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Dishing the dirt

A muddy carrot led Tokyo chef Toshio Tanabe to experiment with soil as an ingredient. Julian Ryall samples his creations. Pictures by Alfie Goodrich

 

Among the containers of prepared salad leaves, pepper mills, a dish of large clams and myriad other ingredients found in kitchens the world over, a somewhat incongruous item sits atop the counter at Toshio Tanabe's Tokyo restaurant: a large bag of dark brown soil.

That it is in plain view is no oversight: while other chefs are wont to guard the secrets of their most dazzling recipes jealously, Tanabe makes no bones about the source of the unique taste and texture of many of the dishes at Ne Quittez Pas. The versatile ingredient he has incorporated into dressings and sauces, and drizzles over fish, meat and vegetables is plain mud.

And it is delicious.

"I came across mud as an ingredient in dishes by accident, I suppose," the 64-year-old tells Post Magazine. "It was about eight years ago and I was looking at vegetables to use in the kitchen, so I picked up a carrot that was still covered in mud. I brushed most of it off and took a bite - and realised that the mud was quite nice. It added something to the carrot.

"I knew I could not simply serve up soil on a plate to a customer, but I did want to work with it as an ingredient and so I started to try to cook with it," he says . "Little by little, I worked out how I could use it in dishes."

After tinkering with recipes in the kitchen of the European-inspired restaurant that he owns in the Gotanda district of west Tokyo - Tanabe spent three years honing his craft in France - he tried some dishes out on friends. From there he progressed to occasional mud-inspired additions to the menu. And then, in January, he introduced a full menu of dishes that make the most of the ingredient.

The response has been astonishing, he admits. Already he has appeared on CNN and Canadian television and a visit from a Brazilian TV crew has been inked into his diary. And the media circus is focused on watching him transform mud into meals.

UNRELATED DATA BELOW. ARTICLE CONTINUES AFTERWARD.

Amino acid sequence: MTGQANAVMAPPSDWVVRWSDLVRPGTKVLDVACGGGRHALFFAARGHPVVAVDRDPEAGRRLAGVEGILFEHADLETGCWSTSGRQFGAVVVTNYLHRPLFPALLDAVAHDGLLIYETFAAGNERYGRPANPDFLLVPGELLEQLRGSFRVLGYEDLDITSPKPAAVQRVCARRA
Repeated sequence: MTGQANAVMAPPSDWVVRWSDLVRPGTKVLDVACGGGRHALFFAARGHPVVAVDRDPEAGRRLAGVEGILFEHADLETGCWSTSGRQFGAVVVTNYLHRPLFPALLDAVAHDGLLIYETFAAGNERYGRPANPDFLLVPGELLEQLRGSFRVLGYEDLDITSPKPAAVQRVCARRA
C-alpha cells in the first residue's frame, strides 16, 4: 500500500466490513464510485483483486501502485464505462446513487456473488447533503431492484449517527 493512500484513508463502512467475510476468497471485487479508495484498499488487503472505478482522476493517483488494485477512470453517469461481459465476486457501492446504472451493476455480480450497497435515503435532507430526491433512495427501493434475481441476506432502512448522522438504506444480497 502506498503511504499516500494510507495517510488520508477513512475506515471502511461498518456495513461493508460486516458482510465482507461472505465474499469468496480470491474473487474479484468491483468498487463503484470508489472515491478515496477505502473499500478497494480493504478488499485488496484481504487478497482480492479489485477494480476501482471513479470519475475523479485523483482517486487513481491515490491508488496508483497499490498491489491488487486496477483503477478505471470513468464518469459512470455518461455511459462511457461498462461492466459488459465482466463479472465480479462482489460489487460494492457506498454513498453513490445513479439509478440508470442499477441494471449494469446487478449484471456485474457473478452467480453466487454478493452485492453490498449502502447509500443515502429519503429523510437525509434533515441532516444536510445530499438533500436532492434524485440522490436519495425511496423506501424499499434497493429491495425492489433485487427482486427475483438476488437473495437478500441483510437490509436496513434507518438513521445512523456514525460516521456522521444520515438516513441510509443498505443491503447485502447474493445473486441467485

"It has to be high-quality mud, not any old dirt, and it has to be clean, with no chemicals of fertilisers in it," says Tanabe, wagging a stern finger beneath his salt-and-pepper beard.

He procures his soil from a number of specialist gardening firms in the Tochigi, Saitama and Ibaraki prefectures, outside Tokyo, and claims the best type of mud comes from at least 10 metres beneath the surface.

Tanabe pours the contents of a five-litre bag from a company called Protoleaf into a blue plastic bucket and stirs it with his fingertips. The soil is dark and rich; its scent, unsurprisingly, earthy.

"It can't just be eaten like this and I have to make sure that any impurities have been taken out," Tanabe says, spreading a generous portion on a baking tray and placing it carefully into a large oven. The soil is baked at a temperature of 200 degrees Celsius for 15 minutes before being boiled in water and passed through three, successively finer, filters, to remove grit and other particles.

Once these steps have been completed, he is ready to get to work. By combining the mud with gelatin, he is able to create a pale grey, creamy mixture that serves as a base for many of his dishes, ranging from soups to desserts.

With deft twists of his wrist, Tanabe mashes a generous spoonful of the soil, mixed with liquidised potatoes and onions, through a fine strainer. He frosts the rim of a straight glass with salt extracted from seaweed and then carefully pours the mixture into the glass. The starter is topped with a thinly sliced black truffle.

"I don't want this soup to have a very strong taste of the other ingredients and I never use stock from meat because that would overpower the flavour of the mud," Tanabe says, already moving on to the next course.